Man killed in airboat crash in Brevard County, deputies say
BREVARD COUNTY, Fla. - The Florida Fish and Wildlife Conservation Commission is investigating a boating accident in Brevard County that left a man dead Wednesday morning.
It happened at the Lone Cabbage Fish Camp on State Road 520 on the St. Johns River. This spot rents out airboats, but the man involved in the accident didn’t rent from there.
People inside the restaurant attached to the rental place told FOX 35 it was an odd seeing so many sheriff’s deputies gathered for the investigation right in their parking lot.
Brittney Hendren and Holly Apgar were the first on scene after the accident.
"It was heartbreaking. It scared me for my husband being on the airboat," said Hendren.
The two women say a man was trapped underneath the vessel, and had already drowned by the time they noticed something was wrong.
"We pulled up and when we arrived, there was an airboat running and we could clearly see there was nobody in either of the seats. So we pulled off and we jumped off and ran over," Apgar said.
The Brevard County Sheriff’s Office responded, but it’s the Fish and Wildlife Conservation Commission handling the investigation.
Jim Emmons is the Executive Director of the Watersports Foundation, a nonprofit based in Orlando that focuses on boater safety. He says boating isn’t as easy as some may think.
"When you look at a boat, you think, ‘Well if I can drive a car, I can certainly drive a boat.’ But it’s not quite the same. There’s no brakes on a boat, and there’s no streets or lanes or highways on the water."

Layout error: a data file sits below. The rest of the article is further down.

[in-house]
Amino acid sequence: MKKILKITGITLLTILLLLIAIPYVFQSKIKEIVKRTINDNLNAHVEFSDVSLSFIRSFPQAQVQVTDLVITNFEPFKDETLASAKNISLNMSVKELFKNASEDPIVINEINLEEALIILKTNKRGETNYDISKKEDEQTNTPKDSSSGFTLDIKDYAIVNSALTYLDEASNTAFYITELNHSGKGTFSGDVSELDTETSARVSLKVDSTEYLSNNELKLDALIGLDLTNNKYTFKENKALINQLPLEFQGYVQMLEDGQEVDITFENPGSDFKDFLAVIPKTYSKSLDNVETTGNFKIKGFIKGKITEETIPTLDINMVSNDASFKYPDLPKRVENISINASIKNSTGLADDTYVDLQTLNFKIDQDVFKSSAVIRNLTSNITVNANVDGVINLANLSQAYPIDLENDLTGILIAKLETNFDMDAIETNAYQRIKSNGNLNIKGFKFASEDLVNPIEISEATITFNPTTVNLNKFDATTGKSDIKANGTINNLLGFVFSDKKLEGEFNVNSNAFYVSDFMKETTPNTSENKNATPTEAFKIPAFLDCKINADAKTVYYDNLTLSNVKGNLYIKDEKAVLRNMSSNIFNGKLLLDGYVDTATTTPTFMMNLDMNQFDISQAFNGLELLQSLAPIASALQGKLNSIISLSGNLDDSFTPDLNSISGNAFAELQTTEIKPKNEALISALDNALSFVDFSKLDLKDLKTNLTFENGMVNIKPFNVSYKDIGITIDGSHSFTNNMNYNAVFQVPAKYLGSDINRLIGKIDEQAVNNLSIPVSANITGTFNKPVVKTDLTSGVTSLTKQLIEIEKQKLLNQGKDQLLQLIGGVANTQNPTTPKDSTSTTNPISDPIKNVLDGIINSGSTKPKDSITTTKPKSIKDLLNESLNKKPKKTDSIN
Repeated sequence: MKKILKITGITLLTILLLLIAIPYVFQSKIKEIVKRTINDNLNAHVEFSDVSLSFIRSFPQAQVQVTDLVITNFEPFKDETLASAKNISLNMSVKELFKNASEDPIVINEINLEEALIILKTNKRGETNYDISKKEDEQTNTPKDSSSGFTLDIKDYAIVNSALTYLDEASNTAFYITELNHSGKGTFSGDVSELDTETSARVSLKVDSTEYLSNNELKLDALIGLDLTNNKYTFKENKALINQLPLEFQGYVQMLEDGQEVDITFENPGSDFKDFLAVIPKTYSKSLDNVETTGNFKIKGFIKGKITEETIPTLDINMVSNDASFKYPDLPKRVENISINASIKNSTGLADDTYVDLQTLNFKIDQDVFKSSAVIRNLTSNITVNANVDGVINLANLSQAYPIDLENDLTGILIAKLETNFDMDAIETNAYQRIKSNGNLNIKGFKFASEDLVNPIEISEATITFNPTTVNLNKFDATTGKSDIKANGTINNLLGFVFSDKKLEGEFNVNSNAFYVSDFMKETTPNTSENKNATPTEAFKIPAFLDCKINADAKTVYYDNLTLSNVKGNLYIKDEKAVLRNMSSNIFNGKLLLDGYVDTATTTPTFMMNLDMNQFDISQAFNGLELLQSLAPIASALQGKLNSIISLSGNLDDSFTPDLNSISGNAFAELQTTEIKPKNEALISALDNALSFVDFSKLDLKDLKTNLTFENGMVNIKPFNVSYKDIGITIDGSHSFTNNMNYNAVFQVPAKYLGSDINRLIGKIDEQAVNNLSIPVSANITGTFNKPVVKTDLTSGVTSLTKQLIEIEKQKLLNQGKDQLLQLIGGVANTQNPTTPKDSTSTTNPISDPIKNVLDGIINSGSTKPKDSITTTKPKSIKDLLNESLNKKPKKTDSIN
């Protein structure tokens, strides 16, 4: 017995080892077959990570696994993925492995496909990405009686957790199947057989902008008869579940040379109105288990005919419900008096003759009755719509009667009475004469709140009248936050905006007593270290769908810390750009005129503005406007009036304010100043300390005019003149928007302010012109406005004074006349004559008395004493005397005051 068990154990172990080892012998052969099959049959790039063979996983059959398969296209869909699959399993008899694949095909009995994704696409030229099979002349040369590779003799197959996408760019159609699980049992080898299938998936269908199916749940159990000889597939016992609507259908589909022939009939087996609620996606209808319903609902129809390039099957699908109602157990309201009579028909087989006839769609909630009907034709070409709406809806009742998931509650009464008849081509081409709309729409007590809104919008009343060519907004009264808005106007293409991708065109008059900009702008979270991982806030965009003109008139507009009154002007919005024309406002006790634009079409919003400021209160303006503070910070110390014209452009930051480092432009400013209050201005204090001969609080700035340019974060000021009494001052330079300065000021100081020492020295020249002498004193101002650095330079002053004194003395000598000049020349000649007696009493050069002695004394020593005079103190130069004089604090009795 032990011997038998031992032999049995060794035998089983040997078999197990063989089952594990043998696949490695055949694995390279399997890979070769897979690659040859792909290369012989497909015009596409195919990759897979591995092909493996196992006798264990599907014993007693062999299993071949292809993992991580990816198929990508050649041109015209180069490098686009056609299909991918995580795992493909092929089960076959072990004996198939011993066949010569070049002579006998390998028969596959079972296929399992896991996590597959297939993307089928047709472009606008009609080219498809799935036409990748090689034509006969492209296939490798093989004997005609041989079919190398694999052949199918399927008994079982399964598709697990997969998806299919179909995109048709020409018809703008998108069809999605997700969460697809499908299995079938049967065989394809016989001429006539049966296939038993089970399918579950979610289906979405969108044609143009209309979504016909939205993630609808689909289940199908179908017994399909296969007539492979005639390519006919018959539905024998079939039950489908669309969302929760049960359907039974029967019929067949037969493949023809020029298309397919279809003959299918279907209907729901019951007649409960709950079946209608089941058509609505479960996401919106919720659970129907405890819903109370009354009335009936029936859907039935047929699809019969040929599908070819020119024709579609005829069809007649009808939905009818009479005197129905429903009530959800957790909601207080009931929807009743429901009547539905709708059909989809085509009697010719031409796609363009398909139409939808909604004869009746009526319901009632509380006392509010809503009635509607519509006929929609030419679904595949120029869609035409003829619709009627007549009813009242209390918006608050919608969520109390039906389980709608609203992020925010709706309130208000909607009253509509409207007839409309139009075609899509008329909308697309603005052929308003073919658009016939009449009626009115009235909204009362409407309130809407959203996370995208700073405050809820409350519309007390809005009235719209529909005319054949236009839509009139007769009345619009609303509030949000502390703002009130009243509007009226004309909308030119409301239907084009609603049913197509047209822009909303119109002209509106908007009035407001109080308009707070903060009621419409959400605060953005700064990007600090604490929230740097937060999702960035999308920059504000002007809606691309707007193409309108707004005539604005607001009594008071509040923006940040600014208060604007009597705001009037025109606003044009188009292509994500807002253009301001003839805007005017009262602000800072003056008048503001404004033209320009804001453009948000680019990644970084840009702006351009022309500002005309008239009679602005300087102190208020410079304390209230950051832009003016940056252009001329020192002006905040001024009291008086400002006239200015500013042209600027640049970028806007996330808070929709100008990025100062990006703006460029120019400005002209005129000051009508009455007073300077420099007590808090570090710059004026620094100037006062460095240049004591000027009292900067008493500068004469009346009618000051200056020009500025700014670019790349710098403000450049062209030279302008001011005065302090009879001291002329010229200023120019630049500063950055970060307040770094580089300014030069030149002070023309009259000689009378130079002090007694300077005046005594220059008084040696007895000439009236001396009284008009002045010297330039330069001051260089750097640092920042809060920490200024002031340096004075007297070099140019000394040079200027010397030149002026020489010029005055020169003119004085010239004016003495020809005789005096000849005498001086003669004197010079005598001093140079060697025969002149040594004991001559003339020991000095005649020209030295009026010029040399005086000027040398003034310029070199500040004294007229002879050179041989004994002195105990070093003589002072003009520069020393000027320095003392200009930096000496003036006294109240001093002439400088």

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He says airboats have a higher center of gravity, making them easier to tilt and flip, especially at high speeds.
"An airboat is propelled by like an airplane propellor pushing a thrust of air behind the boat, above the water. Traditional power boats run with a propellor in the water, which is thrusting water underneath the boat," Emmons said. "An airboat can get into shallower water than a traditional boat can, because the propeller and the thrust is above the surface of the water."
The FWC offers specific training courses for airboats, and requires that anyone taking people out on tours using them go through that training.
"It’s important to be safe while you’re out on the water," Emmons said. "Always wear your life jacket – a US Coast Guard properly fitted life jacket. Make sure you’ve taken a boater safety education course. Be sure the captain is not impaired. And always wear your agent cutoff switch lanyard when you’re boating."